First, understand: The deaths of 71 people will always be an unimaginable tragedy, particularly when they occur during an activity most of engage in at least a few times each year.

As grief expert Dr. Kenneth Doka explained to us months ago, horrific events often take on a deeply personal resonance when they make us think, That could have been me.

Yet somehow knowing several pro soccer players were killed in that plane crash makes it even more disturbing.

We think of young people in peak physical condition with their whole lives ahead of them. And in an instant it’s all gone.

Even if we never saw Chapecoense play—even if we never watch soccer or any sports at all—we hear that information and think of young people in peak physical condition with their whole lives ahead of them.

And in an instant it’s all gone.

Athlete deaths shape cultures, even nations. The 1958 plane crash in Munich will always be a key event in the history of England’s Manchester United. In 1994, a million Brazilians attended the funeral of Formula One great Ayrton Senna after he was killed during a race. Lou Gehrig’s “Luckiest Man on Earth” speech resonates far beyond sports. And even though 25 years have passed and Earvin Johnson remains as healthy as ever, millions of fans remember the shock of hearing his HIV announcement and thinking, Magic’s gone.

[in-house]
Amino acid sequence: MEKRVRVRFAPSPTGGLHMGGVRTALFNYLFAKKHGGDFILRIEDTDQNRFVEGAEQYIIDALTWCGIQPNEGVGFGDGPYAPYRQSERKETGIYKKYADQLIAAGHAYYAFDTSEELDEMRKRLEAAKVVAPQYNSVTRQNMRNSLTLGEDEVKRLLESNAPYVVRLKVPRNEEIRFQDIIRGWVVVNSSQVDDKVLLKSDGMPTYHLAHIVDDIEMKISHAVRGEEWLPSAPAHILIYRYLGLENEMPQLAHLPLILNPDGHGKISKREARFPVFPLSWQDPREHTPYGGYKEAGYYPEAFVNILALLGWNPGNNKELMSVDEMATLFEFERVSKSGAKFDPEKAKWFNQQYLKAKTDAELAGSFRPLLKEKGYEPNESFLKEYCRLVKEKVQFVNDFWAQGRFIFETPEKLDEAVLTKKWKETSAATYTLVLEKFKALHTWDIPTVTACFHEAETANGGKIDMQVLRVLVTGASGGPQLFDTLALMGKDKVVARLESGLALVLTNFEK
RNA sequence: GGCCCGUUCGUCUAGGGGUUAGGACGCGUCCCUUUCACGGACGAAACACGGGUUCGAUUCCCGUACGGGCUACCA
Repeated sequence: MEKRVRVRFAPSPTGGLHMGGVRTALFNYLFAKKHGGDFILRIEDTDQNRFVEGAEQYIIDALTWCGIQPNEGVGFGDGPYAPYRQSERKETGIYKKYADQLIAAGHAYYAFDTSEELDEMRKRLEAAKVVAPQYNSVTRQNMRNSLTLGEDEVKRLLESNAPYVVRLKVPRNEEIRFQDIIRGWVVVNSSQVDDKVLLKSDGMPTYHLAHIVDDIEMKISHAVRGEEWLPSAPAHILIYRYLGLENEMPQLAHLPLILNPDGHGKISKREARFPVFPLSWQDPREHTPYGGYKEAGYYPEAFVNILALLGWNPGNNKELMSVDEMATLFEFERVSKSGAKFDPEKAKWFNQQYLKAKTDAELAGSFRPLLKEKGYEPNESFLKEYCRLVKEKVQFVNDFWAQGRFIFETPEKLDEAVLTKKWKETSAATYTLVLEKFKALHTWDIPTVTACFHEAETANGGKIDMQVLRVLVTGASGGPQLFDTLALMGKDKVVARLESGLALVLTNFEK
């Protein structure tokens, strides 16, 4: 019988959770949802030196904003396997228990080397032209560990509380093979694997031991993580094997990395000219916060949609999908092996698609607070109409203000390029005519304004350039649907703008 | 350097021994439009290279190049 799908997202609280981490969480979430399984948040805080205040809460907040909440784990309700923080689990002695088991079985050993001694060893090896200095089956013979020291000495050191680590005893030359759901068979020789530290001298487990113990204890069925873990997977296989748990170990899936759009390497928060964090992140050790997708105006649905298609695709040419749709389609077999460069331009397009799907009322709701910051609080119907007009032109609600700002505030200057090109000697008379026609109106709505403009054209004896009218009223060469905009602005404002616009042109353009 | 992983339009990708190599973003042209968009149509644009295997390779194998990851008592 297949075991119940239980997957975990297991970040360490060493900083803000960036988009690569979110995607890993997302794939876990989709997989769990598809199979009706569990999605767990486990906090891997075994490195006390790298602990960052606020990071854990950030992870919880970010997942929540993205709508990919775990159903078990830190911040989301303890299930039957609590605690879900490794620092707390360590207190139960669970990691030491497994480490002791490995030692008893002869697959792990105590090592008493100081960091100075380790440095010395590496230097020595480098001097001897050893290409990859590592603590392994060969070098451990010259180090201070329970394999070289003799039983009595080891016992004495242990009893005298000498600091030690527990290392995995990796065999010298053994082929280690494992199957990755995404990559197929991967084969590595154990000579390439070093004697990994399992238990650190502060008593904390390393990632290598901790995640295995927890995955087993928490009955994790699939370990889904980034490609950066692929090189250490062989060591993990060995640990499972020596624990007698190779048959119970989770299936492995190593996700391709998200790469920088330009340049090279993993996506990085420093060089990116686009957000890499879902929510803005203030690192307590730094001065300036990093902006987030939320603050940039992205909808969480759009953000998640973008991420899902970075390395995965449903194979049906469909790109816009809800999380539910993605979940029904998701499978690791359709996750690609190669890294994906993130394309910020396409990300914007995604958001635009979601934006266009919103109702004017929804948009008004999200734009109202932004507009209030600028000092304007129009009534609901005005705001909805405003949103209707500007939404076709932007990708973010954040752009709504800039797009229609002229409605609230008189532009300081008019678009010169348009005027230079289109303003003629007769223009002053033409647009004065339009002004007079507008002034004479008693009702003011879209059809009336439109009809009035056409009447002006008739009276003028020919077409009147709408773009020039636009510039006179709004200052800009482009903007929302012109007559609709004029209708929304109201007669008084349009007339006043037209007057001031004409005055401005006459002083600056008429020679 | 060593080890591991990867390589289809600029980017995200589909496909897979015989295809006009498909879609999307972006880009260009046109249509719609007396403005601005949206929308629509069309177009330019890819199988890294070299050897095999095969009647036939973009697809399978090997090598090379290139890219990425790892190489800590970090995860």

Indeed, A.E. Housman masterfully captured this sense of loss with his poem “To an Athlete Dying Young,” published 120 years ago.

Yet even when athletes are long past their primes, we still tend to think of them at their peak. Within a week this year, we lost both “The Greatest” Muhammad Ali and “Mr. Hockey” Gordie Howe. Both would have been almost unrecognizable to their younger selves: Ali was 74 and ravaged by Parkinson’s; Howe was 88.

But the mind doesn’t picture them in that condition. We think of Ali taking down the unbeatable George Foreman, just as he’d taken down the unbeatable Sonny Liston years earlier. And we remember that Howe flat-out refused to age for decades, to the point he could still perform at an All-Star level while playing on a team with two of his two adult sons.

Quite simply, we see athletes as being as close to invincibility as mere humans can come.

When even they can abruptly be snatched away, it’s a reminder that whatever we do, life is a limited time offer.